The Australian Government is exploring possible reform options to improve the effectiveness of the current foreign bribery regime. The proposed reforms will significantly lower the bar for corporate prosecutions for foreign bribery in Australia.
Some of the key changes proposed include:
- Broadening the definition of 'foreign public official' to include candidates for public office.
- A foreign public official need only be 'improperly influenced'. Demonstrating that the benefit or advantage was 'not legitimately due' will no longer be necessary.
- Intention isn't necessary with the proposed recklessness offence. It will be enough that a person was reckless in their conduct of improperly influencing a foreign public official.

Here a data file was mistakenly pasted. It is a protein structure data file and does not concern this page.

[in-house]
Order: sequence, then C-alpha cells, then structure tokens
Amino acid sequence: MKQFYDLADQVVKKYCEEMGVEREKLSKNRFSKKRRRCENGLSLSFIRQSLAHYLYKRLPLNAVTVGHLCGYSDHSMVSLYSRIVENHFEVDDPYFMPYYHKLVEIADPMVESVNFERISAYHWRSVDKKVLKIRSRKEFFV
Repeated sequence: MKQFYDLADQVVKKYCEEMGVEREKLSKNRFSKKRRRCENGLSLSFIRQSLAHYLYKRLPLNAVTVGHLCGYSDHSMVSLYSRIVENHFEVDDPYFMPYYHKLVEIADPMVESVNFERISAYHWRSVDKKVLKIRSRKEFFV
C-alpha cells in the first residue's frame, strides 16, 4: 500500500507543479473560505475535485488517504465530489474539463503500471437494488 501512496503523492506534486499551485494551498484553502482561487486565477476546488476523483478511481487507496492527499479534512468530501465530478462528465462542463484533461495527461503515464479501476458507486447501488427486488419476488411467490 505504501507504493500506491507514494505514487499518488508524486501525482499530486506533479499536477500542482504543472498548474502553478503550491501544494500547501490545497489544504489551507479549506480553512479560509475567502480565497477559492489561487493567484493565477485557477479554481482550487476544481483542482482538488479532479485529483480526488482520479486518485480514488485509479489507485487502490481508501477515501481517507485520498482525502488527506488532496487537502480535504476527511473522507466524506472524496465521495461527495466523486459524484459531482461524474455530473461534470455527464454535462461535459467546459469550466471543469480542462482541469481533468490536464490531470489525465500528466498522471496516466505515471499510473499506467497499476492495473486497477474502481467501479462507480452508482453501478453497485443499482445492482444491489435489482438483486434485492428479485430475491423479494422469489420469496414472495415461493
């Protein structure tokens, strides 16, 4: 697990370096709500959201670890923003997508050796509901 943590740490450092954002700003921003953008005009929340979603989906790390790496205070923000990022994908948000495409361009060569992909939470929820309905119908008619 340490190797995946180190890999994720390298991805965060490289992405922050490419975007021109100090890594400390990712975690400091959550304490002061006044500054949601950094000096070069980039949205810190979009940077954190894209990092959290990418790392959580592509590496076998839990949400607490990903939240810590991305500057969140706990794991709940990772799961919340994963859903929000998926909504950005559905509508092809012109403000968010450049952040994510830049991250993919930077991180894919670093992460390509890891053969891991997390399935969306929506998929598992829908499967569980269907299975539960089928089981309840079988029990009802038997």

- Following in the footsteps of the UK's Bribery Act, one of the most significant proposals is a corporate offence of failing to prevent foreign bribery.
A company will be automatically liable for foreign bribery committed by employees, agents or contractors (including those operating overseas), unless it can demonstrate that it had adequate internal compliance measures and procedures in place to prevent the bribery from occurring.
The available sanctions are severe and include jail time and fines of up to $1.8 million for individuals and exceeding $18 million for companies.
It's critical that companies take another look at their compliance and due diligence procedures and ask themselves whether they would meet the "adequate procedures" test. If not, give us a call.